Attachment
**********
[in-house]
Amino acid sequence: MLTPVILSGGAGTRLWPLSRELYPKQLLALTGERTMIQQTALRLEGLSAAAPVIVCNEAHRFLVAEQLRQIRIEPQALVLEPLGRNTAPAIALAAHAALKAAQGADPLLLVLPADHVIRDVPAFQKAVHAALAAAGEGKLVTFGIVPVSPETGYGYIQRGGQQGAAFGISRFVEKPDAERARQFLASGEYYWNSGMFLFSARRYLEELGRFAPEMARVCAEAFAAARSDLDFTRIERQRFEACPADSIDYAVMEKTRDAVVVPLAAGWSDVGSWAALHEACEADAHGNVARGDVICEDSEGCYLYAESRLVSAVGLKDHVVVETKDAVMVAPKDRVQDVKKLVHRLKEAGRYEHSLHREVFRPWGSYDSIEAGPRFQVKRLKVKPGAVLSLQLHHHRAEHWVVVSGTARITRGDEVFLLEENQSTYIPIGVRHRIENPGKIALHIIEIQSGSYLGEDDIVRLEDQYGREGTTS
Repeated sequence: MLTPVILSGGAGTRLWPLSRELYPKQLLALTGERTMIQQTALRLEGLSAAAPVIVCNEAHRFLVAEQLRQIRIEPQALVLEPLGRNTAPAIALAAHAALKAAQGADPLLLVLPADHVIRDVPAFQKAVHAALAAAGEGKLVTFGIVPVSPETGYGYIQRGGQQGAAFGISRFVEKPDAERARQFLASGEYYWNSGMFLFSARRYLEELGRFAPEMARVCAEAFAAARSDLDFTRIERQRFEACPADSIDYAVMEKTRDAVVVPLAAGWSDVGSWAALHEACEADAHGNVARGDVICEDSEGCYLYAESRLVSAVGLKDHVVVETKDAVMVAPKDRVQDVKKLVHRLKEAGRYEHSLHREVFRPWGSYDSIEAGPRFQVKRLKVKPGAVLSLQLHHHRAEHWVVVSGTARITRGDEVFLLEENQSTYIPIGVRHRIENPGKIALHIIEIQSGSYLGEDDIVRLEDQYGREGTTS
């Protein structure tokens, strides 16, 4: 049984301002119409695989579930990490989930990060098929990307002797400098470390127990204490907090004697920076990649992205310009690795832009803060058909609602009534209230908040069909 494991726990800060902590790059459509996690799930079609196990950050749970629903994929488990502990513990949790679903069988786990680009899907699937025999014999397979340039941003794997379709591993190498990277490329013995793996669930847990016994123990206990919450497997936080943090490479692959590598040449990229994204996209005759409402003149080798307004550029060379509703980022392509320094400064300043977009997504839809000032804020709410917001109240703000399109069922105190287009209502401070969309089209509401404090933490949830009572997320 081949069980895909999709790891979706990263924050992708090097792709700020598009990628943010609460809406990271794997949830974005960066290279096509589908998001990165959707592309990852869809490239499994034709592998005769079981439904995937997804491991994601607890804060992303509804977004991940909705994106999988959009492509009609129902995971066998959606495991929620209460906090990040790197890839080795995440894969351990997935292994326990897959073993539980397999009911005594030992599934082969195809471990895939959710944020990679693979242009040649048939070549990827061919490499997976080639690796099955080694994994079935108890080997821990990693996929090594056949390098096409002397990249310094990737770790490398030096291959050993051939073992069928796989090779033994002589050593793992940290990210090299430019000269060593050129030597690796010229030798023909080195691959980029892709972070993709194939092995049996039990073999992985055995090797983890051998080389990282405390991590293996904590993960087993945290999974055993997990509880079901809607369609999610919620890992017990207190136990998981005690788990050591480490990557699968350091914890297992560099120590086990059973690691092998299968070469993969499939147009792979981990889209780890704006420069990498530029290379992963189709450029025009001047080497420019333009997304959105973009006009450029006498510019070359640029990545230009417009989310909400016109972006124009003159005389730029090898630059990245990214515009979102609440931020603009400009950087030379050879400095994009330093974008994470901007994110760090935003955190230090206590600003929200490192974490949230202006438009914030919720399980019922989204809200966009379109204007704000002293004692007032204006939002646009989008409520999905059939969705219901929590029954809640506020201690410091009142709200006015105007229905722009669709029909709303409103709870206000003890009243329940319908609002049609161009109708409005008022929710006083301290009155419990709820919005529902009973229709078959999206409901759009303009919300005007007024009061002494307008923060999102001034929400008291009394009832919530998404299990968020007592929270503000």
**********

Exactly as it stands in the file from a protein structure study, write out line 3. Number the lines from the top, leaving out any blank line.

Repeated sequence: MLTPVILSGGAGTRLWPLSRELYPKQLLALTGERTMIQQTALRLEGLSAAAPVIVCNEAHRFLVAEQLRQIRIEPQALVLEPLGRNTAPAIALAAHAALKAAQGADPLLLVLPADHVIRDVPAFQKAVHAALAAAGEGKLVTFGIVPVSPETGYGYIQRGGQQGAAFGISRFVEKPDAERARQFLASGEYYWNSGMFLFSARRYLEELGRFAPEMARVCAEAFAAARSDLDFTRIERQRFEACPADSIDYAVMEKTRDAVVVPLAAGWSDVGSWAALHEACEADAHGNVARGDVICEDSEGCYLYAESRLVSAVGLKDHVVVETKDAVMVAPKDRVQDVKKLVHRLKEAGRYEHSLHREVFRPWGSYDSIEAGPRFQVKRLKVKPGAVLSLQLHHHRAEHWVVVSGTARITRGDEVFLLEENQSTYIPIGVRHRIENPGKIALHIIEIQSGSYLGEDDIVRLEDQYGREGTTS